Saturday, January 11, 2014

Brain Changers

According to this article by Julia Ryan, reading fiction does great things for your brain. fMRIs performed on the participants after they read some of Pompeii by Robert Harris (excellent book, btw) revealed:

. . . heightened connectivity in the left temporal cortex, the area of the brain associated with receptivity for language. Heightened connectivity in other parts of the brain suggested that readers may experience “embodied semantics,” a process in which brain connectivity during a thought-about action mirrors the connectivity that occurs during the actual action. For example, thinking about swimming can trigger the some of the same neural connections as physical swimming.

I'm interpreting this to be similar to the sensations one can have when thinking of biting into a popsicle (I feel phantom cold shivers, for example.) We storytellers often talk about engaging the reader, and this study offers interesting scientific proof of that. It also suggests why some books don't work for readers -- possibly because those connections between story and mind weren't made.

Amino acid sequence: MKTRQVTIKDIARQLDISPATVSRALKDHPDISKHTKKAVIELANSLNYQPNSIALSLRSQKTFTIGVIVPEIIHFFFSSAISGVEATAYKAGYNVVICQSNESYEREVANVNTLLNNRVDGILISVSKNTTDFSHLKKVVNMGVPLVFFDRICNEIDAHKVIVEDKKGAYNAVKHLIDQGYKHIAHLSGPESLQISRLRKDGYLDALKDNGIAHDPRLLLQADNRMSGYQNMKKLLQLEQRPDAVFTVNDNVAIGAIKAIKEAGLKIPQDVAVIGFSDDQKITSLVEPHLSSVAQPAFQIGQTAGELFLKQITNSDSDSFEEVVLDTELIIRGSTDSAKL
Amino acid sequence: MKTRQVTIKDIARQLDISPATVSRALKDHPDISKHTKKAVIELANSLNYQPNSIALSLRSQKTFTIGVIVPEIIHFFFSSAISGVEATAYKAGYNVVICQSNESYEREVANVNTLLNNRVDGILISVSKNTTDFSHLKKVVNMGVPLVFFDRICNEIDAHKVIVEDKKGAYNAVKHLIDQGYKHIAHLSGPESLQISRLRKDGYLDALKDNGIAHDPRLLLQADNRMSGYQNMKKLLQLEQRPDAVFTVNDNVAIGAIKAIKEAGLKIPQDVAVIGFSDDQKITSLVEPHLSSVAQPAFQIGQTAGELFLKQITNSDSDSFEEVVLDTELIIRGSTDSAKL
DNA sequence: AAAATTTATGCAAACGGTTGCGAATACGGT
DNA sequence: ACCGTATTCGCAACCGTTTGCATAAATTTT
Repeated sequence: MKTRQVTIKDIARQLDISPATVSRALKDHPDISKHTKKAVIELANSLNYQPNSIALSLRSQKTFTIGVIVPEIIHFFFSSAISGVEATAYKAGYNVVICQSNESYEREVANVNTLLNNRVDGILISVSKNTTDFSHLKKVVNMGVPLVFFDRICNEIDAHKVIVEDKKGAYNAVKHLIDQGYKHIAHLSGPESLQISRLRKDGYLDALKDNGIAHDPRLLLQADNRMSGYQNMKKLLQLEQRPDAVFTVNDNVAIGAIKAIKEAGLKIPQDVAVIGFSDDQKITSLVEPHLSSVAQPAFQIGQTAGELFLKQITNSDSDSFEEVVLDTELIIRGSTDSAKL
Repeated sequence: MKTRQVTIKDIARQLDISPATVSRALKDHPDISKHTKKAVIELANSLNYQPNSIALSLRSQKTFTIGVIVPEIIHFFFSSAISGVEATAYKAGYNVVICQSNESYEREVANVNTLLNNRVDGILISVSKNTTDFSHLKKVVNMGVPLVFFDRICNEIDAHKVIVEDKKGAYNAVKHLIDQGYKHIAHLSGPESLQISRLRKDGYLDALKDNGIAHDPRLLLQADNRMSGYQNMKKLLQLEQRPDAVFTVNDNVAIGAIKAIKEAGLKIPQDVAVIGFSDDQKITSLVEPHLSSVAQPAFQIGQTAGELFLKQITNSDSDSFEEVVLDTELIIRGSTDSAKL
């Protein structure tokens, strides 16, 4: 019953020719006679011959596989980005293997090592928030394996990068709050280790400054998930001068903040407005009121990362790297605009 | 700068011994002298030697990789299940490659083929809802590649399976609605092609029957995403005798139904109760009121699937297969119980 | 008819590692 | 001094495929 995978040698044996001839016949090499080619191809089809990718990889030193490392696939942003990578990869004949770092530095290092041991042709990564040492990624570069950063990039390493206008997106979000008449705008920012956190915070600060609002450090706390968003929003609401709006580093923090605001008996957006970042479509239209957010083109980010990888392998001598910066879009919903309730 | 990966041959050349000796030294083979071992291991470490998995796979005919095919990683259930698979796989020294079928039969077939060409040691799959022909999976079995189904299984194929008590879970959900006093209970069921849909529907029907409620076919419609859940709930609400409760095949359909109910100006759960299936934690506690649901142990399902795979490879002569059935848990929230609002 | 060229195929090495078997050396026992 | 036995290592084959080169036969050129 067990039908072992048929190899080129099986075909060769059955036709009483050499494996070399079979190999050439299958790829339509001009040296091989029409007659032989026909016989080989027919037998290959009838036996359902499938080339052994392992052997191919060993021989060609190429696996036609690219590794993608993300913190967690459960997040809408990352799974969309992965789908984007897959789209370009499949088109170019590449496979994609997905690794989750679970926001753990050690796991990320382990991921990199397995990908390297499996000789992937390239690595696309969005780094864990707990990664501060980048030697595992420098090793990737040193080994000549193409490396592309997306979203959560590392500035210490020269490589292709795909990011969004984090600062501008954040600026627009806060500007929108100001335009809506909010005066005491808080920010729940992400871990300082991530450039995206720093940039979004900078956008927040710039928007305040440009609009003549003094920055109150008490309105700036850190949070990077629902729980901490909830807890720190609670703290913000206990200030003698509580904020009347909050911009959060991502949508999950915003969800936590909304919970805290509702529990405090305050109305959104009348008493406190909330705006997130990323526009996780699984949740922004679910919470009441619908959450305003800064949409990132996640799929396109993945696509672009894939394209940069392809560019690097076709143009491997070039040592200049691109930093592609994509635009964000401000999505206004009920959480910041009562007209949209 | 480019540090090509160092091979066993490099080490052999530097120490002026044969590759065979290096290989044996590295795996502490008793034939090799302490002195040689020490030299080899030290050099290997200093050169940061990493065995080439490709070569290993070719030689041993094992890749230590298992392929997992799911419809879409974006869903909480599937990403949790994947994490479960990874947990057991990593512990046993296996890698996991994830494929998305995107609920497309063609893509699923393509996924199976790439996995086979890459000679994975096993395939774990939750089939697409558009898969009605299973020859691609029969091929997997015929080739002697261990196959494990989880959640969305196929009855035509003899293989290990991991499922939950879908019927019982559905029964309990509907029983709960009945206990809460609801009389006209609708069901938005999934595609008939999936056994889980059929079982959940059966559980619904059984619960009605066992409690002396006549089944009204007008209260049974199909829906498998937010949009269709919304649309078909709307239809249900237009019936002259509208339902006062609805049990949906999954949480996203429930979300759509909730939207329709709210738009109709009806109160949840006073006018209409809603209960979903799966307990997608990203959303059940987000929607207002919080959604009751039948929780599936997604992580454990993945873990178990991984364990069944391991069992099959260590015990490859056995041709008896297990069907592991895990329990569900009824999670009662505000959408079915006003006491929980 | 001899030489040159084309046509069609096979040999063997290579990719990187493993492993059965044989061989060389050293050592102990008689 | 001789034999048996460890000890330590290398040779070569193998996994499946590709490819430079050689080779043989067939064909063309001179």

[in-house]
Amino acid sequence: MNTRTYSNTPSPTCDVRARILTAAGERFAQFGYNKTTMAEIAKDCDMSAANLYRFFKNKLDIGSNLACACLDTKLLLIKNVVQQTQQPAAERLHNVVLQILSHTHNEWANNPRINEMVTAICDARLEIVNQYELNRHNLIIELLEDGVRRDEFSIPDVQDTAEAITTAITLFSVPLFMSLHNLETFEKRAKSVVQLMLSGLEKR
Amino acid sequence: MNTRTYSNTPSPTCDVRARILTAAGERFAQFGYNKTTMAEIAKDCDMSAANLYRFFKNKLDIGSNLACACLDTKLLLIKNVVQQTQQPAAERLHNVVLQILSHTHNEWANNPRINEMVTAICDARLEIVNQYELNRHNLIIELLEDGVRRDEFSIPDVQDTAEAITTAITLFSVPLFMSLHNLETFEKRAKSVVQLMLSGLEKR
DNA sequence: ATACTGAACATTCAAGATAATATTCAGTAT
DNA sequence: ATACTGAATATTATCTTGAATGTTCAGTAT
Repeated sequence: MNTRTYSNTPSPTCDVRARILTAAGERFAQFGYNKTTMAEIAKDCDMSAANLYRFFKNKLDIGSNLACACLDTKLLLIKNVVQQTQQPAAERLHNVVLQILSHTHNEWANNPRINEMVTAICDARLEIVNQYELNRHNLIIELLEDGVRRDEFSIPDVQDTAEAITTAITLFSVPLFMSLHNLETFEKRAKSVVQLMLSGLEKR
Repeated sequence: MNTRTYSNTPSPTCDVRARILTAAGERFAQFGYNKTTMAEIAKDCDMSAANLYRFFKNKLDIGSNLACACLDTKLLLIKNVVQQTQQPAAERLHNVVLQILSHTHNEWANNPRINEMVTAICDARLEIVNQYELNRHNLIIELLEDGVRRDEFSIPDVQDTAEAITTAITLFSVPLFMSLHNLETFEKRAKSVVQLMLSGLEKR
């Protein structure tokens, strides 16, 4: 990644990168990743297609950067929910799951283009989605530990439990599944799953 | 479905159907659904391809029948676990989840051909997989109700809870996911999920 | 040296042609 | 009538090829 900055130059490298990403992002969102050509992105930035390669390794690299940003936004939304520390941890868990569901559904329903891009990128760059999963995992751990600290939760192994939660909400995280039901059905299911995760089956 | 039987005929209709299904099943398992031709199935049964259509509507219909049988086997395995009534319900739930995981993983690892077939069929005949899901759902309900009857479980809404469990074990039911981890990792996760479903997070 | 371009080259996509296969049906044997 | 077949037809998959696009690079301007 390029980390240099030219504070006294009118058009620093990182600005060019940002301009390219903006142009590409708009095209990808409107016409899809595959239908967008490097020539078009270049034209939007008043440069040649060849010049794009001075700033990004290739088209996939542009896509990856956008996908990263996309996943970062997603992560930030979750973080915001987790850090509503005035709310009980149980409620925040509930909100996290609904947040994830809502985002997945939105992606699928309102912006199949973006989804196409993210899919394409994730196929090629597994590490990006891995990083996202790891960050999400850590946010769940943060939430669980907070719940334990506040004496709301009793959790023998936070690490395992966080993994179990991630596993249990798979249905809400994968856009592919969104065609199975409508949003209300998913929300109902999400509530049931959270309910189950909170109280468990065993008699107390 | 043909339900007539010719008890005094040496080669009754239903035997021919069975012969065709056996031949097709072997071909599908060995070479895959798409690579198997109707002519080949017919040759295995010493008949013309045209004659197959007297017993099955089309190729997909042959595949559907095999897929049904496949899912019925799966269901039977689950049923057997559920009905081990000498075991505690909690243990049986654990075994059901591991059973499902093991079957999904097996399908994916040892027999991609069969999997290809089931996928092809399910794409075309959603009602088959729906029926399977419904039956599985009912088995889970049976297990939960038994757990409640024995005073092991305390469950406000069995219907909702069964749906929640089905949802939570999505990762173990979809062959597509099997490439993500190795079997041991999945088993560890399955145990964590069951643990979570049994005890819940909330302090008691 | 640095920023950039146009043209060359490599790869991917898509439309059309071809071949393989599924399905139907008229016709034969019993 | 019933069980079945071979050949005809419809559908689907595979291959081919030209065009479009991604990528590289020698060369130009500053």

What do you think about the potential effects of fiction on the brain? Do you think reading has changed your brain? Tell us in comments.

(Article link swiped from Gerard over at The Presurfer)

2 comments:

  1. I am absolutely fascinated by this kind of stuff. :D

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  2. Reading fiction certainly changed Norman Mailer, J.D. Salinger, Gore Vidal and Patricia Highsmith. Lovely people, all of them.

    Yes, the notion that science proves that reading improves you is deeply irritating.

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